Moon and the Mars
This expansive novel follows the adventures of Theodora Brigid “Theo” Brook, a poor, half-Black, half-Irish orphan growing up in Five Points in lower Manhattan from 1857 to 1863. Theo dubs herself “orphan lucky”—blessed with an extended family—and she bounds easily from the tenement apartments of her Black and white grandmothers to her Irish aunt’s saloon to her Black aunt’s home in Seneca Village.
Theo’s street-savvy voice matures from a breathless age seven to a wise thirteen as she witnesses major historical events, including the operation of the Underground Railroad, the Dred Scott decision, the Panic of 1857, Irish gang wars, the building of Central Park, and the implementation of the Fugitive Slave Act by unscrupulous slavecatchers. The mingling of her two families depicts both the interconnectedness of marginalized groups at the time and the tensions between them. “My Irish family would never do anything to hurt me,” she says at one point, “but to them I’m not colored.” In the Draft Riots of 1863, New York’s Black and white communities collide in a terrifying way. An epilogue propels the story to 1878, detailing what becomes of Theo and her kin in the Civil War’s aftermath.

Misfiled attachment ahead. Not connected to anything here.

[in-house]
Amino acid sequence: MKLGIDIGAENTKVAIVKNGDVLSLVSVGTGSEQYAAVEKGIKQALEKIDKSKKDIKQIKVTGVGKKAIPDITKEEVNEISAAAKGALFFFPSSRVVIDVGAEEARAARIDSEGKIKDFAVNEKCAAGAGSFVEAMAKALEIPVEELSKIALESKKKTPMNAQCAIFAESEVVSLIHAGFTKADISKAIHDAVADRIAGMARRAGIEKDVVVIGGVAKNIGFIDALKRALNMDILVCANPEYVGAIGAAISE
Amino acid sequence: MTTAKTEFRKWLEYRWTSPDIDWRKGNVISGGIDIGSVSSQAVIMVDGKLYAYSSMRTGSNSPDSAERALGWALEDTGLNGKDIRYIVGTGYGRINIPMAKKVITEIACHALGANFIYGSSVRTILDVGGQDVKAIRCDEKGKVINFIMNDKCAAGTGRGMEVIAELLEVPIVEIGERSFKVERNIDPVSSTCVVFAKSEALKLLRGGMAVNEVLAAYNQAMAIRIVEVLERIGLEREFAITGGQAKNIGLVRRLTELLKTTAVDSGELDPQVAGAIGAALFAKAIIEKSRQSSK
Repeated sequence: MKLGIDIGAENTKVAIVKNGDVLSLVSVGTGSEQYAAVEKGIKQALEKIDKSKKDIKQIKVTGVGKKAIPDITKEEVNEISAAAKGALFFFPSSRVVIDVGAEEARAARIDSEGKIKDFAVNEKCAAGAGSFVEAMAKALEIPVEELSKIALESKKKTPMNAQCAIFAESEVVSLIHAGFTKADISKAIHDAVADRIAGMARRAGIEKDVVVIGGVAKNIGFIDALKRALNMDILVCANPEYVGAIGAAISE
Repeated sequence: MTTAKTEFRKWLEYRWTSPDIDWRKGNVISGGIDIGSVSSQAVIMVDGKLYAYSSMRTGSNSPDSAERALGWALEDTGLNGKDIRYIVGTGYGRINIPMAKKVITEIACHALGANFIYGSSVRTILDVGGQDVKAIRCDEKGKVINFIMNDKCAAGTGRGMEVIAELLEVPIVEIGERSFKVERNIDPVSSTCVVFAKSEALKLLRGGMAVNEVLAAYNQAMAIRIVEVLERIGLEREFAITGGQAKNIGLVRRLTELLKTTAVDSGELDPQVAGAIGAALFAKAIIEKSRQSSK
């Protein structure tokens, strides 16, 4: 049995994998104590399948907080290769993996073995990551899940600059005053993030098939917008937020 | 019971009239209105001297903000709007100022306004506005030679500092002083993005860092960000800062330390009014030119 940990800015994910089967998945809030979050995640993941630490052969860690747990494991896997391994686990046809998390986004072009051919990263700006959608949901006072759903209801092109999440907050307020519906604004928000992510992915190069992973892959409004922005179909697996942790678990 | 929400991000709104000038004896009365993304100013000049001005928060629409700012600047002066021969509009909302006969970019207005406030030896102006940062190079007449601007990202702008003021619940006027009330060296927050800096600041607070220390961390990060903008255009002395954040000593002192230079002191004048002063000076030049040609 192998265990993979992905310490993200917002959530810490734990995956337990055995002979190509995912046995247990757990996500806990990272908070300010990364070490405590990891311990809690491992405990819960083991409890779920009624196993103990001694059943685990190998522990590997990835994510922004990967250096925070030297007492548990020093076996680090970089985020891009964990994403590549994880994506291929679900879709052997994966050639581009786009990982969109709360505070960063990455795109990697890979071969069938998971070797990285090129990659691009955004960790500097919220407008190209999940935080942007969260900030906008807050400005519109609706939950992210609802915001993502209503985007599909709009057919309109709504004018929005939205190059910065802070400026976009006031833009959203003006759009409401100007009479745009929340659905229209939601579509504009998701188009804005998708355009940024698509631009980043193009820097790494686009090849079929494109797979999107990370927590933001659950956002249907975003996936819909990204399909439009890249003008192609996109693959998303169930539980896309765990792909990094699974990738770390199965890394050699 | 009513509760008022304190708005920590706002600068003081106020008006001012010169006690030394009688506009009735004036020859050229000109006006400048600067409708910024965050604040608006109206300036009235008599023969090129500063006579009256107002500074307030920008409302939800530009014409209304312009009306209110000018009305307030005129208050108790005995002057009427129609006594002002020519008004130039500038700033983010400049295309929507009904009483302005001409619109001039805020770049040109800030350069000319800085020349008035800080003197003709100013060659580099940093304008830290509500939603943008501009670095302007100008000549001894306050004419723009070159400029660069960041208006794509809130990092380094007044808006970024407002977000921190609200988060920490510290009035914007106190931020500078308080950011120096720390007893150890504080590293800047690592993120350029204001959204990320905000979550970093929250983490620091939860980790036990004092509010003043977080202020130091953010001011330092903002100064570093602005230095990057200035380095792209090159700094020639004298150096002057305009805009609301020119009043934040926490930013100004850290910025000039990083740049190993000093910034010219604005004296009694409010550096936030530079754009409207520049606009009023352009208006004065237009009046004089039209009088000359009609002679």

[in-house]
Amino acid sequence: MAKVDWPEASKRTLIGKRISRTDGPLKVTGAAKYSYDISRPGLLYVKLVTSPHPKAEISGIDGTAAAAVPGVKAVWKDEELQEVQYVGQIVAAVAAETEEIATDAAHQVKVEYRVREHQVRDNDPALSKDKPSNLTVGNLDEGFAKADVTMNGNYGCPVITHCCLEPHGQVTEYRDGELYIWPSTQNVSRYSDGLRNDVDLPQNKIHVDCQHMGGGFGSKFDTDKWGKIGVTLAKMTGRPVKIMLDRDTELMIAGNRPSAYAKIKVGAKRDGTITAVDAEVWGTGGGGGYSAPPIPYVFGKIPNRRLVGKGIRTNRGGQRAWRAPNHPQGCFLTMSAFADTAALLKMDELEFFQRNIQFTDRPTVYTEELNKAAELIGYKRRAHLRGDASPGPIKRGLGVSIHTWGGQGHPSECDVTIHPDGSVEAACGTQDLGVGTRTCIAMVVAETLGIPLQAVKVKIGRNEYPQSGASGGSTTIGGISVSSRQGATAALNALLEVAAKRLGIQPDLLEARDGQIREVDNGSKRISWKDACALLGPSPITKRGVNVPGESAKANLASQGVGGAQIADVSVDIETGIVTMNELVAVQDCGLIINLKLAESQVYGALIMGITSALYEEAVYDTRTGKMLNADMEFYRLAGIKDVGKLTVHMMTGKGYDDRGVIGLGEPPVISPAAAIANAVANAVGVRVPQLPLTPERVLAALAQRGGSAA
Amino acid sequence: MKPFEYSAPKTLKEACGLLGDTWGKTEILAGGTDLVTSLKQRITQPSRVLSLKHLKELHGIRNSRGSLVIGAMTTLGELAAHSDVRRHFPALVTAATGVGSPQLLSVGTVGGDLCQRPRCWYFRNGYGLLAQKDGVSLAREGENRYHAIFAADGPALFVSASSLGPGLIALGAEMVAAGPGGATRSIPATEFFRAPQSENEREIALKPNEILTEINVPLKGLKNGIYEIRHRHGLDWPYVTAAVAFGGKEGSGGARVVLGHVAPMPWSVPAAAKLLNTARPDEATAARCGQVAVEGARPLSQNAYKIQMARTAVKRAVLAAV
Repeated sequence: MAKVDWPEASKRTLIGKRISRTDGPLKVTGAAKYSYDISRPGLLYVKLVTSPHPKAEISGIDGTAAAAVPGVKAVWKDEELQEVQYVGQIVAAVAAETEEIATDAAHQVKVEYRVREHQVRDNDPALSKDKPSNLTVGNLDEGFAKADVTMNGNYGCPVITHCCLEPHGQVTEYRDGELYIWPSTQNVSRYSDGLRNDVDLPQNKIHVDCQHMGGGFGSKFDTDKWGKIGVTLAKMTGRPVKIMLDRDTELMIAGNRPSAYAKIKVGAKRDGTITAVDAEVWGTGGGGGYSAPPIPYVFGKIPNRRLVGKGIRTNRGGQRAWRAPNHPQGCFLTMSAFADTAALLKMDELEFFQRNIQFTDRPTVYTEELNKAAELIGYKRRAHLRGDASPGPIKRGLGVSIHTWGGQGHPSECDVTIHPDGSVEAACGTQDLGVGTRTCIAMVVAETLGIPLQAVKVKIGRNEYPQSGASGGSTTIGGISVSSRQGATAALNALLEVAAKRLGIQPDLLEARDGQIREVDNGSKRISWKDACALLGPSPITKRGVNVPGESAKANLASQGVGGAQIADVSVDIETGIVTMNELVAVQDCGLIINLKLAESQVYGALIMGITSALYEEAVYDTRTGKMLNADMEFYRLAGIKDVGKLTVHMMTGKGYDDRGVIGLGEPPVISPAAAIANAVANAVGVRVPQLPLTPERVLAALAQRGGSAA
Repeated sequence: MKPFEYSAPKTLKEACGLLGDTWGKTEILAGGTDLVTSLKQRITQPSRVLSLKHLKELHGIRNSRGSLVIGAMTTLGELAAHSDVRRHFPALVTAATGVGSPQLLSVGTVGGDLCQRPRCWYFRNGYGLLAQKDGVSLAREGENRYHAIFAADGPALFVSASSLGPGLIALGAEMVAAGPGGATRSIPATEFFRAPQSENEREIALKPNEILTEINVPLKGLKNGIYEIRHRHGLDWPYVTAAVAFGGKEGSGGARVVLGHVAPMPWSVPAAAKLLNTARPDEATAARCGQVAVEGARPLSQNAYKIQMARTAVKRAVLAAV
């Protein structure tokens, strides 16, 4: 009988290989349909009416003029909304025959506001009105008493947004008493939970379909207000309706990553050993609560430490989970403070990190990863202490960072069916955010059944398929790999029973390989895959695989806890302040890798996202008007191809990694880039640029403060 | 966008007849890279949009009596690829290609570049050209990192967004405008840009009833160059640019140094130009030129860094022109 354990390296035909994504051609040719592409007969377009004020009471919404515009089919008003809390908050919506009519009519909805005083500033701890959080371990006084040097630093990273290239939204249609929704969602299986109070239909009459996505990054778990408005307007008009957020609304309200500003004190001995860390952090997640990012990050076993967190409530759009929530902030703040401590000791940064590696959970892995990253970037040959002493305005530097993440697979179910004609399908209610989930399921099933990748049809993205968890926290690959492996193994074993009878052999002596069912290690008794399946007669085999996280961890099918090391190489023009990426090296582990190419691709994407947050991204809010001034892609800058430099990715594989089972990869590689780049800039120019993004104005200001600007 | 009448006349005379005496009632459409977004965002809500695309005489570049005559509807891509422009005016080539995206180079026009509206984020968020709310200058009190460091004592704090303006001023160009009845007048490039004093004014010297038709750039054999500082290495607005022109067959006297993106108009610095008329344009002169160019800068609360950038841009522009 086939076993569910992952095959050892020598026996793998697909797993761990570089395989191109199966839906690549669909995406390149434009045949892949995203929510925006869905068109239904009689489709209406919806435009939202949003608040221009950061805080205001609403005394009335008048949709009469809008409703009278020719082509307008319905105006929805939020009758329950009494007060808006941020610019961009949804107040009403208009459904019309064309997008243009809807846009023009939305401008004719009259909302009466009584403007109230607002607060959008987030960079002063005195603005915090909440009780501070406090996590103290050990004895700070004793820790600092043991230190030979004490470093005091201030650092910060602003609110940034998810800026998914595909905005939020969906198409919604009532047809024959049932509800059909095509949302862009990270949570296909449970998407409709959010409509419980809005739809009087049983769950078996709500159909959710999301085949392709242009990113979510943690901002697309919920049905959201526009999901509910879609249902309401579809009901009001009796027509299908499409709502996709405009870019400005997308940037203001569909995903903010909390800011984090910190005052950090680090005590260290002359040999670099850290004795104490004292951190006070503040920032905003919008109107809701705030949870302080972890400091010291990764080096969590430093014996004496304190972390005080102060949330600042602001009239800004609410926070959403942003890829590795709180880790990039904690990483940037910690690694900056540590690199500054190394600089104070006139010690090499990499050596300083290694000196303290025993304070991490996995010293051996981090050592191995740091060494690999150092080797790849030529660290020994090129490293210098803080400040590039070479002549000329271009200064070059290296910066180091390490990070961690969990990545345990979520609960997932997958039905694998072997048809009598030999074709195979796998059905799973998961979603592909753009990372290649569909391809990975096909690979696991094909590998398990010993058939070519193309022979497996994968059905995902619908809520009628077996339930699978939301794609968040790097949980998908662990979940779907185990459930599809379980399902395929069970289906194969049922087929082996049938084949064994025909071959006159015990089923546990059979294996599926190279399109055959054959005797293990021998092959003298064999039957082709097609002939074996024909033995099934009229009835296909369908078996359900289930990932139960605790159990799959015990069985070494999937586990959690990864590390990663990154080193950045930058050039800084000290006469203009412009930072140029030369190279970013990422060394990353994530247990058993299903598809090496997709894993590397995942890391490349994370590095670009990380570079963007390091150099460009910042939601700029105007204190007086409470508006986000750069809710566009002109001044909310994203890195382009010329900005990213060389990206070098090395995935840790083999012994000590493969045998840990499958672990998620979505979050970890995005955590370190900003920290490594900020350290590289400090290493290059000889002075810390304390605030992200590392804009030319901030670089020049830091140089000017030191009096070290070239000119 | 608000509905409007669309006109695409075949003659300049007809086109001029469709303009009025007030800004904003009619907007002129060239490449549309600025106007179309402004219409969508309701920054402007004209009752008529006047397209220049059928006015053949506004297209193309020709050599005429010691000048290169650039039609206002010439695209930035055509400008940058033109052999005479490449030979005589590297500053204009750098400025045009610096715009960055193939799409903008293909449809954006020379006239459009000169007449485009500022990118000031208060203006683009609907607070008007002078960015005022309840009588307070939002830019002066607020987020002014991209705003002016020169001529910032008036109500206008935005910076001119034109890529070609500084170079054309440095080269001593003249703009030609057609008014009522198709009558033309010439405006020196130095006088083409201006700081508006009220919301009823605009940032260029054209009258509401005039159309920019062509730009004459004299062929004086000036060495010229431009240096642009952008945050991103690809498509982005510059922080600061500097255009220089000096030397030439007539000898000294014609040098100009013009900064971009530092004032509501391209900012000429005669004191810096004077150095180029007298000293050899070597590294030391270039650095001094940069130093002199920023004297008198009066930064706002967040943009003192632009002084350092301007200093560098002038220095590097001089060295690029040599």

The characters in this novel spring from the page in full color, but the plot, fashioned mostly from Theo’s daily interactions and observations as she roams the streets, often moves slowly. The author divulges a lot of historical facts through expository dialogue (especially from Auntie Eunice, a teacher who sometimes sounds like a textbook) and devices such as a Greek chorus of newsboys spouting headlines. Additional pruning and shaping could have made way for more conflict, turning this fine novel into a stunner.